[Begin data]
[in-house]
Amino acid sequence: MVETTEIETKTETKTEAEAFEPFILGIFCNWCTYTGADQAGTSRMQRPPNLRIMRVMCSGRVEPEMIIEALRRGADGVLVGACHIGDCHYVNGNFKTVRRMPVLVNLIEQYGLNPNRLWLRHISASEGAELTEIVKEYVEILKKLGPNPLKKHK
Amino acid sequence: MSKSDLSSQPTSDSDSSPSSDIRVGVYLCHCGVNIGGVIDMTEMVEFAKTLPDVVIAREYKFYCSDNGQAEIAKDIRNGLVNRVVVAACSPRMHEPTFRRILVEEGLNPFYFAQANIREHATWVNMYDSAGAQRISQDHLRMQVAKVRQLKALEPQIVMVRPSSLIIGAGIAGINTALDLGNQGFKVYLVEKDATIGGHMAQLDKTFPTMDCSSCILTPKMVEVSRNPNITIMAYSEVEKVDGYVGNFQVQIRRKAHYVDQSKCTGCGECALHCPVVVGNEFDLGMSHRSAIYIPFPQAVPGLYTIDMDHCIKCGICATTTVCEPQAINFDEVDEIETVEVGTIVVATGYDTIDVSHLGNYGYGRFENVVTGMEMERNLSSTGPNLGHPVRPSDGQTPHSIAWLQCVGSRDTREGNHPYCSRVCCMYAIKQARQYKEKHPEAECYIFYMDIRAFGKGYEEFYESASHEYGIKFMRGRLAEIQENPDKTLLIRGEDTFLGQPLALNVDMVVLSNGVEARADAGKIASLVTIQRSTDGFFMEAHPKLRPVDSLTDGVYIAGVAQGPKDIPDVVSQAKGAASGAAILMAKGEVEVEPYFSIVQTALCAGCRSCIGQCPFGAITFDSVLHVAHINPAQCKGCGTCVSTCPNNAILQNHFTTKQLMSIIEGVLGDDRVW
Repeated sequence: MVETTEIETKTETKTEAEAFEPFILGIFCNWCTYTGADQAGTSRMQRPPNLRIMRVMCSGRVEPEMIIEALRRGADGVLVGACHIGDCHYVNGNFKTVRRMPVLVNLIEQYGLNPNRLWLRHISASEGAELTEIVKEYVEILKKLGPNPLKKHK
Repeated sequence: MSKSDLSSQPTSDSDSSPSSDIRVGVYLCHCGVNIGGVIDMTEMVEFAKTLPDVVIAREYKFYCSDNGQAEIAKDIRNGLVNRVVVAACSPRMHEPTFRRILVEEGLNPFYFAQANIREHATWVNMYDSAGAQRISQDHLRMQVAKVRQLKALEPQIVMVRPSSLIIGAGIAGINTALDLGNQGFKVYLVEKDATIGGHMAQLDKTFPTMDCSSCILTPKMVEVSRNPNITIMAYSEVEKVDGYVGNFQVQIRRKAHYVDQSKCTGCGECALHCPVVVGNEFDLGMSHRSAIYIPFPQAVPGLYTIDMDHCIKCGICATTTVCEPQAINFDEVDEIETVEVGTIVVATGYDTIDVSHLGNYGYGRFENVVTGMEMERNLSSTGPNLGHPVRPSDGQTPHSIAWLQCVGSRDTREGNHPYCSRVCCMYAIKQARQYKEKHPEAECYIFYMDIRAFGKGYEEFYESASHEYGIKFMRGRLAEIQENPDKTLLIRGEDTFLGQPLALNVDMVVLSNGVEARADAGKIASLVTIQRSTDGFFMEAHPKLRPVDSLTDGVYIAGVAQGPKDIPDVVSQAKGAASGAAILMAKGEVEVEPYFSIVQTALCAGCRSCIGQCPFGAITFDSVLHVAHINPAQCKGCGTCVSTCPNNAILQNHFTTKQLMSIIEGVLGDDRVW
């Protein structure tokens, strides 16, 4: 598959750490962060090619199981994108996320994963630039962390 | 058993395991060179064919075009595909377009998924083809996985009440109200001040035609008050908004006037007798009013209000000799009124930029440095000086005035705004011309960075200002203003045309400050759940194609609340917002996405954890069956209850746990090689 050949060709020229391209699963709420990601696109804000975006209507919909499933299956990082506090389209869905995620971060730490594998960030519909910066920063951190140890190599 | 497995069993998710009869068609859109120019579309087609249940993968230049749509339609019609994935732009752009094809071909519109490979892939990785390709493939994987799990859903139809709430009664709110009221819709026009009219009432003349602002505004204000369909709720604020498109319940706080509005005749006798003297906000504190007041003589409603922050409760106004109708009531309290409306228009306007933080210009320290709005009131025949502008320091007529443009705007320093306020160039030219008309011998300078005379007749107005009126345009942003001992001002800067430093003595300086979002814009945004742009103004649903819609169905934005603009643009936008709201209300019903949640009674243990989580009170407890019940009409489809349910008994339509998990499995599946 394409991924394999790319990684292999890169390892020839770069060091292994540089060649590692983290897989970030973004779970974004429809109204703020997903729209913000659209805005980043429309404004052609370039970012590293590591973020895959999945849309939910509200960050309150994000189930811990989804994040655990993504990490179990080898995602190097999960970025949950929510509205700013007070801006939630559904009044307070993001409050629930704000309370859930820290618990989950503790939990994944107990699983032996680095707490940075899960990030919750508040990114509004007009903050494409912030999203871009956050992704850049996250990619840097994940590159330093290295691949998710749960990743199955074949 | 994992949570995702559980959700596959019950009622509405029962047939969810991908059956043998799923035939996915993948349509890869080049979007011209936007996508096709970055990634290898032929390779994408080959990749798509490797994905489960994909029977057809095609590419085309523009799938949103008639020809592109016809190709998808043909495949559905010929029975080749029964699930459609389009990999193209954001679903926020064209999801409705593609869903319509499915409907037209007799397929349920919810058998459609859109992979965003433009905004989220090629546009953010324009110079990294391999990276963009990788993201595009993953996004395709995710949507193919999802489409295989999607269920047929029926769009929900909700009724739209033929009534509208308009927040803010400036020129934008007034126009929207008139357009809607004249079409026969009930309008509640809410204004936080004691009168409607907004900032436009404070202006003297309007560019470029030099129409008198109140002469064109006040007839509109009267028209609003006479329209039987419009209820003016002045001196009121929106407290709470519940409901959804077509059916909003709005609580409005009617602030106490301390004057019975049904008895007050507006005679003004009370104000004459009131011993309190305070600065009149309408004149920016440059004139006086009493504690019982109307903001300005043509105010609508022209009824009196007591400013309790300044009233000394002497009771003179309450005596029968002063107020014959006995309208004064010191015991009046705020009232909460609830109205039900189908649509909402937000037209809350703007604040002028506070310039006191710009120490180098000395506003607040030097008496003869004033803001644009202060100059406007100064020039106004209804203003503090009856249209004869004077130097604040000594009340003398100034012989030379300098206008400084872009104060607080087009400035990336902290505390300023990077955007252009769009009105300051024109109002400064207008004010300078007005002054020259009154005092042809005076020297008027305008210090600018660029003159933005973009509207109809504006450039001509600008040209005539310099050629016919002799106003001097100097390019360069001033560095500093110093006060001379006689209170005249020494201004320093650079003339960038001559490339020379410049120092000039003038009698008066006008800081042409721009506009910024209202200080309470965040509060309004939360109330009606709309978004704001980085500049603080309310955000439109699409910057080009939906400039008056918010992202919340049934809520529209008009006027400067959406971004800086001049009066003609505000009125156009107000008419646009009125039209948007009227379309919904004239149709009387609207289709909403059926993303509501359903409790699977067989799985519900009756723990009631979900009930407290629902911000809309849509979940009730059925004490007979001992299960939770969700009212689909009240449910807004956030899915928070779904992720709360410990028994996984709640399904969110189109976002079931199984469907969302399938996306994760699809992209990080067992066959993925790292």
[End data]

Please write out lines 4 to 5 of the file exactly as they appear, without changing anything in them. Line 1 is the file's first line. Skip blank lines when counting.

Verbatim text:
Repeated sequence: MVETTEIETKTETKTEAEAFEPFILGIFCNWCTYTGADQAGTSRMQRPPNLRIMRVMCSGRVEPEMIIEALRRGADGVLVGACHIGDCHYVNGNFKTVRRMPVLVNLIEQYGLNPNRLWLRHISASEGAELTEIVKEYVEILKKLGPNPLKKHK
Repeated sequence: MSKSDLSSQPTSDSDSSPSSDIRVGVYLCHCGVNIGGVIDMTEMVEFAKTLPDVVIAREYKFYCSDNGQAEIAKDIRNGLVNRVVVAACSPRMHEPTFRRILVEEGLNPFYFAQANIREHATWVNMYDSAGAQRISQDHLRMQVAKVRQLKALEPQIVMVRPSSLIIGAGIAGINTALDLGNQGFKVYLVEKDATIGGHMAQLDKTFPTMDCSSCILTPKMVEVSRNPNITIMAYSEVEKVDGYVGNFQVQIRRKAHYVDQSKCTGCGECALHCPVVVGNEFDLGMSHRSAIYIPFPQAVPGLYTIDMDHCIKCGICATTTVCEPQAINFDEVDEIETVEVGTIVVATGYDTIDVSHLGNYGYGRFENVVTGMEMERNLSSTGPNLGHPVRPSDGQTPHSIAWLQCVGSRDTREGNHPYCSRVCCMYAIKQARQYKEKHPEAECYIFYMDIRAFGKGYEEFYESASHEYGIKFMRGRLAEIQENPDKTLLIRGEDTFLGQPLALNVDMVVLSNGVEARADAGKIASLVTIQRSTDGFFMEAHPKLRPVDSLTDGVYIAGVAQGPKDIPDVVSQAKGAASGAAILMAKGEVEVEPYFSIVQTALCAGCRSCIGQCPFGAITFDSVLHVAHINPAQCKGCGTCVSTCPNNAILQNHFTTKQLMSIIEGVLGDDRVW